PS5 vs. PS4 Pro: Which should you buy?
Sony's latest console isn't easy to find, but it's well worth the asking price.
Next-gen is here
Sony's PS5 has one of the fastest SSDs on the market, making for unprecedented gameplay experiences and near-instant loading. Combined with a powerful GPU, the DualSense controller, a futuristic look, and a catalog of upcoming exclusives, the PS5 is an absolutely fantastic console.
+10.28 TFLOPS GPU
+Digital Edition available
-Large and heavy
-Hard to find
The PS4 Pro was nothing to sneeze at when it first launched in 2016, but it's much weaker than the PS5. It still packs a 4.2 TFLOPS GPU and plays some of the best exclusive games in the business. It's not easy to find in stock, and refurbished units are often overpriced, though, so unless you see an excellent deal, you should skip this older system.
+Cheaper than PS5 (in theory)
-Weaker than PS5
-Fans can sound like a jet engine
-Extremely hard to find
Which console should you buy?
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The PS5 is leagues ahead of its younger sibling, but since it's still hard to find, it's understandable that some people may be interested in the older model. The PS4 Pro can still deliver an impressive gaming experience but its time in the sun has drawn to a close. If you want the best of the best and want to continue playing great new games, the PS5 is for you.
What's the difference?
If you're considering grabbing a PlayStation console, you've got a couple of options to choose from. Sony is still supporting its last-generation system, but a new generation is firmly here, bringing new games, features, and more for anyone that is capable of buying a PlayStation 5. Supply issues remain a thing, but if you have to choose, we'll run you through everything you should know about buying a new system. PS5 vs. PS4 Pro? It's pretty simple.
The differences between the PS5 and PS4 Pro are much more than cosmetic. Sony ensured that the PS5 had an entirely new architecture to meet today's standards. But, of course, players only expect the best. Therefore, many games will be coming to PS5 that can't run on PS4 Pro due to the sheer power and speed it takes to do so.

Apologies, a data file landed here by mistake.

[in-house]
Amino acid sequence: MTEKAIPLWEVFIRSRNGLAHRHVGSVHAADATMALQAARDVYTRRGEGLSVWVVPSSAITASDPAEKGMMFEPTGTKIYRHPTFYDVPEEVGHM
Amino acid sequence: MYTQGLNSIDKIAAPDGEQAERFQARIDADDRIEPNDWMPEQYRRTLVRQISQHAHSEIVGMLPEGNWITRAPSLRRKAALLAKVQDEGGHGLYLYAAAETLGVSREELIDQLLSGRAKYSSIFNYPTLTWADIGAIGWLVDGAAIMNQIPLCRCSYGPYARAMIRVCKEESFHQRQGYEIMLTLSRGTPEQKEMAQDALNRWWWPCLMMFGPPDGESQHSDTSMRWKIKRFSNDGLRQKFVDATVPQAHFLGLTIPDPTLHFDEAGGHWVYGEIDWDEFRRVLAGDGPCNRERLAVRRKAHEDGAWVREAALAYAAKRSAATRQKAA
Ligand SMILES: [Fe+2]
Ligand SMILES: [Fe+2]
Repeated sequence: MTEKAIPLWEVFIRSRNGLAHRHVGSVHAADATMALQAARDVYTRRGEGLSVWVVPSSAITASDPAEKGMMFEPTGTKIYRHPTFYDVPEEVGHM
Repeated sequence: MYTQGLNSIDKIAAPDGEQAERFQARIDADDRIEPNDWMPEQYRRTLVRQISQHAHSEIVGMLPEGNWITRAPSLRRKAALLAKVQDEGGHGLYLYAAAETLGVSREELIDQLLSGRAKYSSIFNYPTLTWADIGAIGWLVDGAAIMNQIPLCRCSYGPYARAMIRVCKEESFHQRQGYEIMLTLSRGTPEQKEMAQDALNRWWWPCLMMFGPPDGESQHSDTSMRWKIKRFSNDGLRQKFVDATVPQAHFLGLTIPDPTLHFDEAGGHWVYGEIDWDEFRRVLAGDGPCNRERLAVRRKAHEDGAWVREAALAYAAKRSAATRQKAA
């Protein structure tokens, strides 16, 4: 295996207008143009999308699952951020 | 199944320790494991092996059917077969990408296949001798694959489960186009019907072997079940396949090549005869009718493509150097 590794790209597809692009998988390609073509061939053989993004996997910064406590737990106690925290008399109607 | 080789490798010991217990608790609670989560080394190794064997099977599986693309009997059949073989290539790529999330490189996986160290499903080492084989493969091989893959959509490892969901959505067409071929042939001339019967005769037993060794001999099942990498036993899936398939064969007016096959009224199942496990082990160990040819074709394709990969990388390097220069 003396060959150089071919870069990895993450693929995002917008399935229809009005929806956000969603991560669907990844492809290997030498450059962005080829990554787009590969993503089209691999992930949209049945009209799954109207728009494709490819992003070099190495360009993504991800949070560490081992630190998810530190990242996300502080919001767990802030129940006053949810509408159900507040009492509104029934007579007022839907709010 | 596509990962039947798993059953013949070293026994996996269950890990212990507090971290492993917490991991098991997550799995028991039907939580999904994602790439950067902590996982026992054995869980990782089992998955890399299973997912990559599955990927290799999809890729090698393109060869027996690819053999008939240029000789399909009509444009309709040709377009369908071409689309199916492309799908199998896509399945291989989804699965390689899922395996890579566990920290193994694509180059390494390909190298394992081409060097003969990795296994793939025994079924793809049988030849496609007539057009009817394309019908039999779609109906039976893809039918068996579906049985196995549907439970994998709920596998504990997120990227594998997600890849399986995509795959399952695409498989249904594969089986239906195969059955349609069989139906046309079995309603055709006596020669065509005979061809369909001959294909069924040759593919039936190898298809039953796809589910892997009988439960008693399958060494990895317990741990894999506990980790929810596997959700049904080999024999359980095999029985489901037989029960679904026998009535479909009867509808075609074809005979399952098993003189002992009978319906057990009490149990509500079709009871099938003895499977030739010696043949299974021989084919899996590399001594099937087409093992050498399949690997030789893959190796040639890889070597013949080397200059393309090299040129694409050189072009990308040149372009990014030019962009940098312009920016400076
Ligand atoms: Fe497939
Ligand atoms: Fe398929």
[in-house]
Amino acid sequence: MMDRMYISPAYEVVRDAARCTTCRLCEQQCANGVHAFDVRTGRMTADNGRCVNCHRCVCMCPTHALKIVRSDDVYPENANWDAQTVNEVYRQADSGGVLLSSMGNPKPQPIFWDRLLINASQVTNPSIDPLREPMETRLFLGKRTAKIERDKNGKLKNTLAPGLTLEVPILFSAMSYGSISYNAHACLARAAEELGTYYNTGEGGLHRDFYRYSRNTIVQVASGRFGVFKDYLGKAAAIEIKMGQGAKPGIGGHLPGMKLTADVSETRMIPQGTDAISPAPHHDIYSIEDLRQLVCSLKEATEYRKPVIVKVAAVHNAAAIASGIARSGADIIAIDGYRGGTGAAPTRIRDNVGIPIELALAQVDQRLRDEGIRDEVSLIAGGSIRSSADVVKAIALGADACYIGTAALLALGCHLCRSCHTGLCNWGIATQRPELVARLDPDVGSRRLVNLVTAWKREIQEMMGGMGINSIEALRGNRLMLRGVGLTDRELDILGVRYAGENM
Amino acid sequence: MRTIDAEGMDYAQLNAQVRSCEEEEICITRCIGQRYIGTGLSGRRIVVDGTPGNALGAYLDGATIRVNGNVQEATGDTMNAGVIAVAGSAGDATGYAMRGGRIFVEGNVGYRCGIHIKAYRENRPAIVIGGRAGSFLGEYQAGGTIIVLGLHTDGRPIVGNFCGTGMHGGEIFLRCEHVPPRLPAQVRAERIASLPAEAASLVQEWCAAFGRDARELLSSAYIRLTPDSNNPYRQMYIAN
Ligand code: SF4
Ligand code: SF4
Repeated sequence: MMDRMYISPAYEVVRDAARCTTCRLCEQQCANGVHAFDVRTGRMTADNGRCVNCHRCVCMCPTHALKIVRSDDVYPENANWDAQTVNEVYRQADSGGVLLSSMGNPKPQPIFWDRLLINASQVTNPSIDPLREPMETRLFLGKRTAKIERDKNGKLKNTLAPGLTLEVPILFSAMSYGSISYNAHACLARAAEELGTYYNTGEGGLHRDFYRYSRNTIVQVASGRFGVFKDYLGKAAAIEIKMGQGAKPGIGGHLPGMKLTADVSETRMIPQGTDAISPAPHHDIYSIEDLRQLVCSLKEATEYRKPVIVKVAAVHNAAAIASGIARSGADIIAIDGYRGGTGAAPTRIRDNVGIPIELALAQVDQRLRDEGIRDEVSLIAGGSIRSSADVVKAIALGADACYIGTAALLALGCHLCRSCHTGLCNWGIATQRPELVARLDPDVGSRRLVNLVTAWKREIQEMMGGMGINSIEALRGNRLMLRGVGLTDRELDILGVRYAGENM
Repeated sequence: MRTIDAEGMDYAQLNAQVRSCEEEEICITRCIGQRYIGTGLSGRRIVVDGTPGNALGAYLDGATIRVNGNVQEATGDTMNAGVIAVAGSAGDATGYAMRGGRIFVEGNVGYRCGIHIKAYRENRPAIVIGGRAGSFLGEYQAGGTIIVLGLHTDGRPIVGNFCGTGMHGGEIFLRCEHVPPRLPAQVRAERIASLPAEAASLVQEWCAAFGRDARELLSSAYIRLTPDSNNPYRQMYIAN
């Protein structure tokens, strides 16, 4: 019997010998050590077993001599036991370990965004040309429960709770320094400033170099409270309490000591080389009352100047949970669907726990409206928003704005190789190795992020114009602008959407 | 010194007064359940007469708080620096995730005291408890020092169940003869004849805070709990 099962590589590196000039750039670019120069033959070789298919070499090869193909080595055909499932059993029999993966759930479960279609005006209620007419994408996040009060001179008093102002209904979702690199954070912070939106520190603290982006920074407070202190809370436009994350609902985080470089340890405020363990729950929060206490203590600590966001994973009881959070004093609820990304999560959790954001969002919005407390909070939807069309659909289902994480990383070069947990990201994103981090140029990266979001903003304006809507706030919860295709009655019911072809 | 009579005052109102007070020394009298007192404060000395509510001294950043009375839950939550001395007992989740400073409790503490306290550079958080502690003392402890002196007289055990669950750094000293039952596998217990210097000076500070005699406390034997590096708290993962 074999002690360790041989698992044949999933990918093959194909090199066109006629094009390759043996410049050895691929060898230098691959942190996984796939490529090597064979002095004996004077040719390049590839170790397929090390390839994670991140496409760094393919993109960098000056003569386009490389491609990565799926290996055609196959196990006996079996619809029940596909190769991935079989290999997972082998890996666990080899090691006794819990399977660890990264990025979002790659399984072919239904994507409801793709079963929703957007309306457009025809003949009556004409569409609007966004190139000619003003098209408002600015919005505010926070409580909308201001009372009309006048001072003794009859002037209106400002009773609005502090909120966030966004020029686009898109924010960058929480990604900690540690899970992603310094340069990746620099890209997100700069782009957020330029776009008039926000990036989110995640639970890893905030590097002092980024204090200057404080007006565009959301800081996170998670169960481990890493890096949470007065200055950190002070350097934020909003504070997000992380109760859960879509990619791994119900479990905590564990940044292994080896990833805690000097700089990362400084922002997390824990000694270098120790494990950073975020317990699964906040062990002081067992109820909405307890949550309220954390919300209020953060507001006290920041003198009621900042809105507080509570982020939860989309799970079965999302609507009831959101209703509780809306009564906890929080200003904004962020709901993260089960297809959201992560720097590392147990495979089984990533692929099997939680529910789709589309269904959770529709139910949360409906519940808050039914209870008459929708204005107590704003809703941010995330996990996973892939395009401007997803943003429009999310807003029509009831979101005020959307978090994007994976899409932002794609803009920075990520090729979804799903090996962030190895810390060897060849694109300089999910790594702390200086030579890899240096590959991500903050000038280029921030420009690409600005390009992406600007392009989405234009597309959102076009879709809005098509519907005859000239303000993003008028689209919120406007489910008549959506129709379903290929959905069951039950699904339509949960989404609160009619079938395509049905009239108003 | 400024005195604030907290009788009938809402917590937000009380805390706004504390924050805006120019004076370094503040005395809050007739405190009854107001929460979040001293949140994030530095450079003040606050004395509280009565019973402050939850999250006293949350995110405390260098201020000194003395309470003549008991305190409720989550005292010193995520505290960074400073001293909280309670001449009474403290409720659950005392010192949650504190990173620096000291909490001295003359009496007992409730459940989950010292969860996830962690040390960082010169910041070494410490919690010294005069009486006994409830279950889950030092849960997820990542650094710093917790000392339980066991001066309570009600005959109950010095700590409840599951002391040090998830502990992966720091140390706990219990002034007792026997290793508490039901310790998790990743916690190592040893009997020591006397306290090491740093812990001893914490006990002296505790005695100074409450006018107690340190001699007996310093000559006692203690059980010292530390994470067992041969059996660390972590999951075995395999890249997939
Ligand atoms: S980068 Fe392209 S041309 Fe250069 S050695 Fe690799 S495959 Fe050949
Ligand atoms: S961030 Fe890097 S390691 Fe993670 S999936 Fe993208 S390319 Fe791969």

|Header Cell - Column 0||PS5||PS4 Pro|
|Price||$499 MSRP||$399 MSRP|
|GPU||10.28 TFLOPS, 36 CUs @ 2.23 GHz Custom RDNA 2||4.2 TFLOPS, AMD Radeon|
|CPU||8x Cores @ 3.5GHz Custom Zen 2||8x cores @ 2.16 GHz Custom Jaguar|
|Memory||16GB GDDR6||8GB GDDR5|
|Storage||825GB SSD||1TB HDD|
|Optical drive||4K UHD Blu-Ray drive||1080p HD Blu-Ray drive|
|Weight||9.9 lbs||7.3 lbs|
|Size||15.3 x 4.1 x 10.2 inches||12.9 x 2.2 x 11.6 inches|
What do these features mean to you?
If you don't understand some of these terms or how they affect your gaming experience, we'll help break down their meaning and importance.
PS5 vs. PS4 Pro: CPU and GPU
The CPU (central processing unit) and GPU (graphics processing unit) work in tandem to deliver the best games that we all love to play. You can think of them as the brains of the console and determine its power and performance. The GPU creates and renders every image you have seen onscreen, and the CPU performs countless calculations to keep everything running. Bigger numbers in this regard are good because it means they can process information faster and more reliably.
The PS5's specs should eliminate bottlenecks found in previous generations, opening up new ways for developers to create games with more intricate gameplay systems in place.
This added power should also allow the PS5 to potentially render games at 8K resolution and even support 120 FPS, though not necessarily at the same time. For comparison, the PS4 Pro can hit 4K at 60FPS, but it does so infrequently and usually involves upscaling techniques or dynamic resolution. The PS5 should be able to hit this target much more consistently.
New features like ray-tracing are capable on PS5, and more improvements have come in the years following the launch of the PS5. Sony added PS5 VRR support, a feature on newer TV sets that allows games to refresh at uneven framerates. Now, dedicated patches are improving the stability for the list of PS5 games with VRR support.
PS5 vs. PS4 Pro: Memory and storage
Memory dictates how much data the system is currently using can be stored, read, and written at any given time. The PS5 uses 16GB of GDDR6 RAM (random-access memory), a much-increased capacity and bandwidth compared to the RAM found in the PS4 Pro. Everything you see on screen is data that needs to be pulled from your game download to render it. The better your RAM, the more efficient it does this.